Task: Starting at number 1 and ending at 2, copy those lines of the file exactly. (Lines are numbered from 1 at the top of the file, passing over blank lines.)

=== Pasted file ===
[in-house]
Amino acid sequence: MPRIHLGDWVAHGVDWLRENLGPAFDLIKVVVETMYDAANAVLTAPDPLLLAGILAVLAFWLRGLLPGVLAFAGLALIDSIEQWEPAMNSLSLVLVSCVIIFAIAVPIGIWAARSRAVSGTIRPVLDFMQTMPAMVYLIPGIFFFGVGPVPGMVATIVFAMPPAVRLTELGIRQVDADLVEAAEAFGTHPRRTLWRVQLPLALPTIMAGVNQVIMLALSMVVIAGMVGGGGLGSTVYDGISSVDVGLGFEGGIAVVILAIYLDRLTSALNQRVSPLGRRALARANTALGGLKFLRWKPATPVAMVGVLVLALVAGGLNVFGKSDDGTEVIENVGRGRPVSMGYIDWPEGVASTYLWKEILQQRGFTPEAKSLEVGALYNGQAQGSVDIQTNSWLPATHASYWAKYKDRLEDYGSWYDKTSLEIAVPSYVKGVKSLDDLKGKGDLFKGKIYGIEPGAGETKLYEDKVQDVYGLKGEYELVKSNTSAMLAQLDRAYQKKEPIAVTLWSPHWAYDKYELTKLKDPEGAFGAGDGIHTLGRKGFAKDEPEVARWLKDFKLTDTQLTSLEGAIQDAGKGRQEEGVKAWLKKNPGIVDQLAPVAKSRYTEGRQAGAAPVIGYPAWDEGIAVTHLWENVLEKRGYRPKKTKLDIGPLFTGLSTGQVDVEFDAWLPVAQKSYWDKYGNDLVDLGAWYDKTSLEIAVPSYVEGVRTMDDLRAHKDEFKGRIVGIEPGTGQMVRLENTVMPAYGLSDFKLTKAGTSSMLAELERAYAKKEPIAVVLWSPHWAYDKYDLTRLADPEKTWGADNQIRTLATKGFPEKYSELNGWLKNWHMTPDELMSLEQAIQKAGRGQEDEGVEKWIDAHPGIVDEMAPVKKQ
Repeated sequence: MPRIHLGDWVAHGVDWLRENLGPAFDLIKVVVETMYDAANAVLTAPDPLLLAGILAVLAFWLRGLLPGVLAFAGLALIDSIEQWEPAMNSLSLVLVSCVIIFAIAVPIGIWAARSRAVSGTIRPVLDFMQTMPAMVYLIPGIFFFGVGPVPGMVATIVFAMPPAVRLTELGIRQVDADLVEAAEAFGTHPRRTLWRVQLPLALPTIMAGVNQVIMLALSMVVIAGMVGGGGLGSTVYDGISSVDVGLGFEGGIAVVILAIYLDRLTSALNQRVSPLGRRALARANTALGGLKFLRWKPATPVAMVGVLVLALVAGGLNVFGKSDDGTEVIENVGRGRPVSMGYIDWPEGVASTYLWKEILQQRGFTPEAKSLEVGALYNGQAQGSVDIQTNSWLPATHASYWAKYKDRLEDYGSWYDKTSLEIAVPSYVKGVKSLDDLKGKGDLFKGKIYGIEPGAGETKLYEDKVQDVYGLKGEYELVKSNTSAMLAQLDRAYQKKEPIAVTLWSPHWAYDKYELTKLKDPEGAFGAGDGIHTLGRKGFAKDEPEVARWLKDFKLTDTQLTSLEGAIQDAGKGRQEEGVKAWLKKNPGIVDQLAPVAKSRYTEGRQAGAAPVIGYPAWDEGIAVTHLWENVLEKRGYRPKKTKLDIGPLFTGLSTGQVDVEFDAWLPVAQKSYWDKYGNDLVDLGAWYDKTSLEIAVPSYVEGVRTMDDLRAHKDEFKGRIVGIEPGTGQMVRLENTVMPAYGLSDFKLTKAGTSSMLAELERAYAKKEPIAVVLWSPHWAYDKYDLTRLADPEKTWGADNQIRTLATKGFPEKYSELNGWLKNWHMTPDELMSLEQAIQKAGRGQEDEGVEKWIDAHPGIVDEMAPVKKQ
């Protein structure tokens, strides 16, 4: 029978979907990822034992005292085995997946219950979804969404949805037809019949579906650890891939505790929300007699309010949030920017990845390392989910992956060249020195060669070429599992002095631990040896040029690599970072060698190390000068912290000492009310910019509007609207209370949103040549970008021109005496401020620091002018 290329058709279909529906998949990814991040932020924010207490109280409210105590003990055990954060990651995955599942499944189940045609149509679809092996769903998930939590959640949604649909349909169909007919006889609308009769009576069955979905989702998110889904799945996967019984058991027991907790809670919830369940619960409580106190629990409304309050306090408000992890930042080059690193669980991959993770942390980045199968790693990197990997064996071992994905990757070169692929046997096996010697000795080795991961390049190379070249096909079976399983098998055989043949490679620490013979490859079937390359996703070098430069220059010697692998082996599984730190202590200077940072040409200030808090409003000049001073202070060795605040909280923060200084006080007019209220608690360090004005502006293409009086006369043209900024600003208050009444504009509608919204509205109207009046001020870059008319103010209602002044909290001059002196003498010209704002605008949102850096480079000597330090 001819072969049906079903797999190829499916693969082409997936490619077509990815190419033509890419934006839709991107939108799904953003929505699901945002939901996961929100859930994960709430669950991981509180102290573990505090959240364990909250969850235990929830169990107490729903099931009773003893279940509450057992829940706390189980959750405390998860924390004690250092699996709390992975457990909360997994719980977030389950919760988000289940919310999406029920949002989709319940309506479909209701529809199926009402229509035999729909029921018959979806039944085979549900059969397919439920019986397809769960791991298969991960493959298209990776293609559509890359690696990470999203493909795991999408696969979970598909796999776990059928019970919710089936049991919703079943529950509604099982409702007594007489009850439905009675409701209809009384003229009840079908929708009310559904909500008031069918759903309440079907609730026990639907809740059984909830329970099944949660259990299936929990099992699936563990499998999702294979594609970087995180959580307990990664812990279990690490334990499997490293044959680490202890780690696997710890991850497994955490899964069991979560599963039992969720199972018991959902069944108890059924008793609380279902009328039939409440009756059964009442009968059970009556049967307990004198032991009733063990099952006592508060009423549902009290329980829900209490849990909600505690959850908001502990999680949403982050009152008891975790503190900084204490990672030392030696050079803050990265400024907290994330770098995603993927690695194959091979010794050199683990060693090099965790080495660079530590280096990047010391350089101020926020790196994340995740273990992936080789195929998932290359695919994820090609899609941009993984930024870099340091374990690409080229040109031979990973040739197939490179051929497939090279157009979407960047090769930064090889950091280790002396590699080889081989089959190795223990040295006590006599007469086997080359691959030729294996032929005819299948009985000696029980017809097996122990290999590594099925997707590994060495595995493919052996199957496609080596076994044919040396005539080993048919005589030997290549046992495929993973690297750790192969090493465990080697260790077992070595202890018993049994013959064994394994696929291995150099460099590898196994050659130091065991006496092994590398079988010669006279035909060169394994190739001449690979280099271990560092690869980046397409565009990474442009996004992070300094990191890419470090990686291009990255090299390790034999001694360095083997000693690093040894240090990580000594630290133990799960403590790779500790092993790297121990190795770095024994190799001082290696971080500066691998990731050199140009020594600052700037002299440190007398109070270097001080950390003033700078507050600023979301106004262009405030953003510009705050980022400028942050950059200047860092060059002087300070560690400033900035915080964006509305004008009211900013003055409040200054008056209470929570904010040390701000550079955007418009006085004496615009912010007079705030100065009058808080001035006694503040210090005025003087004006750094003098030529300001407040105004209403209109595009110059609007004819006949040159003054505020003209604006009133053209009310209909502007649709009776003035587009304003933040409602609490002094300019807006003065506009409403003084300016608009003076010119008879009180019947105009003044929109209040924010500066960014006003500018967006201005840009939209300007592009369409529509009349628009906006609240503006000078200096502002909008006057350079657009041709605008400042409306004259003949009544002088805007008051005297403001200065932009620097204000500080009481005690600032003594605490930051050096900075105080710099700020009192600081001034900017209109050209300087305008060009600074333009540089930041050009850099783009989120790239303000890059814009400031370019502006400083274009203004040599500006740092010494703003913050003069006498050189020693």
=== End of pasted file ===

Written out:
[in-house]
Amino acid sequence: MPRIHLGDWVAHGVDWLRENLGPAFDLIKVVVETMYDAANAVLTAPDPLLLAGILAVLAFWLRGLLPGVLAFAGLALIDSIEQWEPAMNSLSLVLVSCVIIFAIAVPIGIWAARSRAVSGTIRPVLDFMQTMPAMVYLIPGIFFFGVGPVPGMVATIVFAMPPAVRLTELGIRQVDADLVEAAEAFGTHPRRTLWRVQLPLALPTIMAGVNQVIMLALSMVVIAGMVGGGGLGSTVYDGISSVDVGLGFEGGIAVVILAIYLDRLTSALNQRVSPLGRRALARANTALGGLKFLRWKPATPVAMVGVLVLALVAGGLNVFGKSDDGTEVIENVGRGRPVSMGYIDWPEGVASTYLWKEILQQRGFTPEAKSLEVGALYNGQAQGSVDIQTNSWLPATHASYWAKYKDRLEDYGSWYDKTSLEIAVPSYVKGVKSLDDLKGKGDLFKGKIYGIEPGAGETKLYEDKVQDVYGLKGEYELVKSNTSAMLAQLDRAYQKKEPIAVTLWSPHWAYDKYELTKLKDPEGAFGAGDGIHTLGRKGFAKDEPEVARWLKDFKLTDTQLTSLEGAIQDAGKGRQEEGVKAWLKKNPGIVDQLAPVAKSRYTEGRQAGAAPVIGYPAWDEGIAVTHLWENVLEKRGYRPKKTKLDIGPLFTGLSTGQVDVEFDAWLPVAQKSYWDKYGNDLVDLGAWYDKTSLEIAVPSYVEGVRTMDDLRAHKDEFKGRIVGIEPGTGQMVRLENTVMPAYGLSDFKLTKAGTSSMLAELERAYAKKEPIAVVLWSPHWAYDKYDLTRLADPEKTWGADNQIRTLATKGFPEKYSELNGWLKNWHMTPDELMSLEQAIQKAGRGQEDEGVEKWIDAHPGIVDEMAPVKKQ